The question of Neigh or no Neigh had reached a pitch of insistence which no longer permitted of dallying, even by a popular beauty. His character was becoming defined to Ethelberta as something very differently composed from that of her first imagining. She had set him down to be a man whose external in excitability owed nothing to self-repression, but stood as the natural surface of the mass within. Neigh’s urban torpor, she said, might have been in the first instance produced by art, but, were it thus, it had gone so far as to permeate him. This had been disproved, first surprisingly, by his reported statement; wondrously, in the second place, by his call upon her and sudden proposal; thirdly, to a degree simply astounding, by what had occurred in the city that day. For Neigh, before the fervour had subsided which was produced in him by her look and general power while reading ‘Paradise Lost,’ found himself alone with her in a nook outside the church, and there had almost demanded her promise to be his wife. She had replied by asking for time, and idly offering him the petals of her rose, that had shed themselves in her hand. Neigh, in taking them, pressed her fingers more warmly than she thought she had given him warrant for, which offended her. It was certainly a very momentary affair, and when it was over seemed to surprise himself almost as much as it had vexed her; but it had reminded her of one truth which she was in danger of forgetting. The town gentleman was not half so far removed from Sol and Dan, and the hard-handed order in general, in his passions as in his philosophy. He still continued to be the male of his species, and when the heart was hot with a dream Pall Mall had much the same aspect as Wessex.
Well, she had not accepted him yet; indeed, for the moment they were in a pet with one another. Yet that might soon be cleared off, and then recurred the perpetual question, would the advantage that might accrue to her people by her marriage be worth the sacrifice? One palliative feature must be remembered when we survey the matrimonial ponderings of the poetess and romancer. What she contemplated was not meanly to ensnare a husband just to provide incomes for her and her family, but to find some man she might respect, who would maintain her in such a stage of comfort as should, by setting her mind free from temporal anxiety, enable her to further organize her talent, and provide incomes for them herself. Plenty of saleable originality was left in her as yet, but it was getting crushed under the rubbish of her necessities.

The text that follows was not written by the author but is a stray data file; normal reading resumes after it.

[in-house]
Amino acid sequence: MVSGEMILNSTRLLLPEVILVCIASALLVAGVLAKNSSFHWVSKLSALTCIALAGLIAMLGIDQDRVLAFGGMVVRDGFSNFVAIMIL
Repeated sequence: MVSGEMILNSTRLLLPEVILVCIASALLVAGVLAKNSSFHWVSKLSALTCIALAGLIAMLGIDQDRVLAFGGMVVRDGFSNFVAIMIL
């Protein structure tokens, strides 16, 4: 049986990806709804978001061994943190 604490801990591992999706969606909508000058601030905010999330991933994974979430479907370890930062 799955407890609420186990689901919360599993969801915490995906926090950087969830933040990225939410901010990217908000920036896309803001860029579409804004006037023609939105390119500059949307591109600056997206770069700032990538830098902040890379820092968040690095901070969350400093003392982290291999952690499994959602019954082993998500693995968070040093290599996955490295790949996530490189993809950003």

She was not sure that Neigh would stand the test of her revelations. It would be possible to lead him to marry her without revealing anything — the events of the last few days had shown her that — yet Ethelberta’s honesty shrank from the safe course of holding her tongue. It might be pleasant to many a modern gentleman to find himself allied with a lady, none of whose ancestors had ever pandered to a court, lost an army, taken a bribe, oppressed a community, or broken a bank; but the added disclosure that, in avoiding these stains, her kindred had worked and continued to work with their hands for bread, might lead such an one to consider that the novelty was dearly purchased.
Ethelberta was, upon the whole, dissatisfied with her progress thus far. She had planned many things and fulfilled few. Had her father been by this time provided for and made independent of the world, as she had thought he might be, not only would her course with regard to Neigh be quite clear, but the impending awkwardness of dining with her father behind her chair could not have occurred. True, that was a small matter beside her regret for his own sake that he was still in harness; and a mere change of occupation would be but a tribute to a fastidiousness which he did not himself share. She had frequently tried to think of a vocation for him that would have a more dignified sound, and be less dangerously close to her own path: the post of care-taker at some provincial library, country stationer, registrar of births and deaths, and many others had been discussed and dismissed in face of the unmanageable fact that her father was serenely happy and comfortable as a butler, looking with dread at any hint of change short of perfect retirement. Since, then, she could not offer him this retirement, what right had she to interfere with his mode of life at all? In no other social groove on earth would he thrive as he throve in his present one, to which he had been accustomed from boyhood, and where the remuneration was actually greater than in professions ten times as stately in name.
For the rest, too, Ethelberta had indulged in hopes, the high education of the younger ones being the chief of these darling wishes. Picotee wanted looking to badly enough. Sol and Dan required no material help; they had quickly obtained good places of work under a Pimlico builder; for though the brothers scarcely showed as yet the light-fingered deftness of London artizans, the want was in a measure compensated by their painstaking, and employers are far from despising country hands who bring with them strength, industry, and a desire to please. But their sister had other lines laid down for them than those of level progress; to start them some day as masters instead of men was a long-cherished wish of Ethelberta’s.